The Korea Fair Trade Commission (KFTC) said on Tuesday it had fined Google 17 177 million for abusing its market dominance in the Android operating system (OS) market.
The US tech company has restricted market competition by banning local smartphone makers such as Samsung Electronics and LG Electronics from customizing their Android OS through Google’s Anti-Fragmentation Agreements (AFA).
Under the AFA, smartphone developers are not allowed to install or develop an improved version of Android “Android Fork”.
KFTC banned local smartphone developers at Google LLC, Google Asia Pacific and Google Korea from signing the AFA and changing details about the current version. The new measure in South Korea will apply not only to mobile devices but also to other Android-powered smart devices, including watches and TVs.
Android has promoted innovation among Korean mobile operator owners and software developers and has led to a better user experience for Korean customers, Google said in a statement. “The KFTC decision issued today ignores these benefits, and will hurt the benefits enjoyed by consumers. Google wants to appeal the KFTC’s decision, “said a Google spokesman.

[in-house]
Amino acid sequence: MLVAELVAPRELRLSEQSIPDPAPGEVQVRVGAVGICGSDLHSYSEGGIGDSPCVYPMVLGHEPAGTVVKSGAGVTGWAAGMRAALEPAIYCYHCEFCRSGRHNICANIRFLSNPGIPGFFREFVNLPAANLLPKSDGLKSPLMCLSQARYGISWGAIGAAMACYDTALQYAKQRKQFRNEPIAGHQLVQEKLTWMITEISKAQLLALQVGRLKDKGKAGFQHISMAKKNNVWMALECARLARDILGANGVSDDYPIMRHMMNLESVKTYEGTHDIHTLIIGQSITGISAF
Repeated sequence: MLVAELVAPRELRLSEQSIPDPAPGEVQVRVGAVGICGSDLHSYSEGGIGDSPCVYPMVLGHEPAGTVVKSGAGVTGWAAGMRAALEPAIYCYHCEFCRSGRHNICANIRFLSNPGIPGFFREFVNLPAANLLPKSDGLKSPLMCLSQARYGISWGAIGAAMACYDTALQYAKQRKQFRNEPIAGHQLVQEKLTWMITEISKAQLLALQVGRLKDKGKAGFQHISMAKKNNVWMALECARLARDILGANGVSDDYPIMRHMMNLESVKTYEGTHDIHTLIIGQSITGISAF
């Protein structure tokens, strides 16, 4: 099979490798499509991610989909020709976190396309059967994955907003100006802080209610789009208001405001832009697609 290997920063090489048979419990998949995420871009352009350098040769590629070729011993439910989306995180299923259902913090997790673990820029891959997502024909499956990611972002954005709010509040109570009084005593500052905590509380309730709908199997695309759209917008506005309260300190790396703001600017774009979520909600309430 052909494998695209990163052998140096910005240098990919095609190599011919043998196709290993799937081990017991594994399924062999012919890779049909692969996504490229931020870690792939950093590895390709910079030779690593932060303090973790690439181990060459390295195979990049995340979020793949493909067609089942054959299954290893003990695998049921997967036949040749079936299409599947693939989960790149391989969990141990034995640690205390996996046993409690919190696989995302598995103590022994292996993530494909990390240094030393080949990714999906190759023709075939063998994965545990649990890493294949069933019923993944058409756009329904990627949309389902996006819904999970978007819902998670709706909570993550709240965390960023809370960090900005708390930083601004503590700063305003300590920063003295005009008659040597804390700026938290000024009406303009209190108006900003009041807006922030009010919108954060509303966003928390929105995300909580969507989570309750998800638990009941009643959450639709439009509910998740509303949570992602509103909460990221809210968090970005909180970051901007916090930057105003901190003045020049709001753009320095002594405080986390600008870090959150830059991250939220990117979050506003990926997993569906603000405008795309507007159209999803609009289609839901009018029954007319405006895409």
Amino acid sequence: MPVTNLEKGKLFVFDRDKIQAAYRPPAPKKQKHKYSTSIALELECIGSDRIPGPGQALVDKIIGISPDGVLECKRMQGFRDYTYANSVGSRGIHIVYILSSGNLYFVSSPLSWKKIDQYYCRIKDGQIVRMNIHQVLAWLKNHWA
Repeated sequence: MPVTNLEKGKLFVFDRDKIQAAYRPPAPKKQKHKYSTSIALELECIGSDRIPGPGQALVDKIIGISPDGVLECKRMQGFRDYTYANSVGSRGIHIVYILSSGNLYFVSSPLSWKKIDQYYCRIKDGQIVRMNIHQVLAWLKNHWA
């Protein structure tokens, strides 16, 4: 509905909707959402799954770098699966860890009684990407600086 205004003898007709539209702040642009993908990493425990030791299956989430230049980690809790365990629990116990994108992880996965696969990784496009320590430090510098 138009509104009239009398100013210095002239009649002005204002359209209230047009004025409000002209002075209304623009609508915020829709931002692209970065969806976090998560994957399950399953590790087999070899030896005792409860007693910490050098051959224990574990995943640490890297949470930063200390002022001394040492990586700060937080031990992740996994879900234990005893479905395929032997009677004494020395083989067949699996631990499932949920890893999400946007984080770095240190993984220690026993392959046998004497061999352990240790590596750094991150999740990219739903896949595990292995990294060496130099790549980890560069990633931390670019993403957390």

A KFTC spokesperson said the commission has been investigating Google’s anti-competitive practices in the OS market since July 2016.
According to KFTC, Google’s global mobile OS market share, excluding China, increased to 97.7% in 2019 from 38% in 2010.
Google’s AFA is limited to launching new devices from tech companies such as smart watches and TVs using Samsung’s smart watch in 2013, LG Electronics’ LTE smart speaker in 2018 and operating system (OS) including Amazon’s smart TV in 2018.
The South Korean watchdog is investigating three other cases, including the Play Store app market, the billing system and the advertising market.
Meanwhile, South Korea’s “anti-Google law” comes into force on September 14, according to a press release from the Korea Communications Commission.
In late August, South Korea passed a bill to prevent global tech companies, including Google and Apple, from imposing commissions on their own in-app payment services and app developers.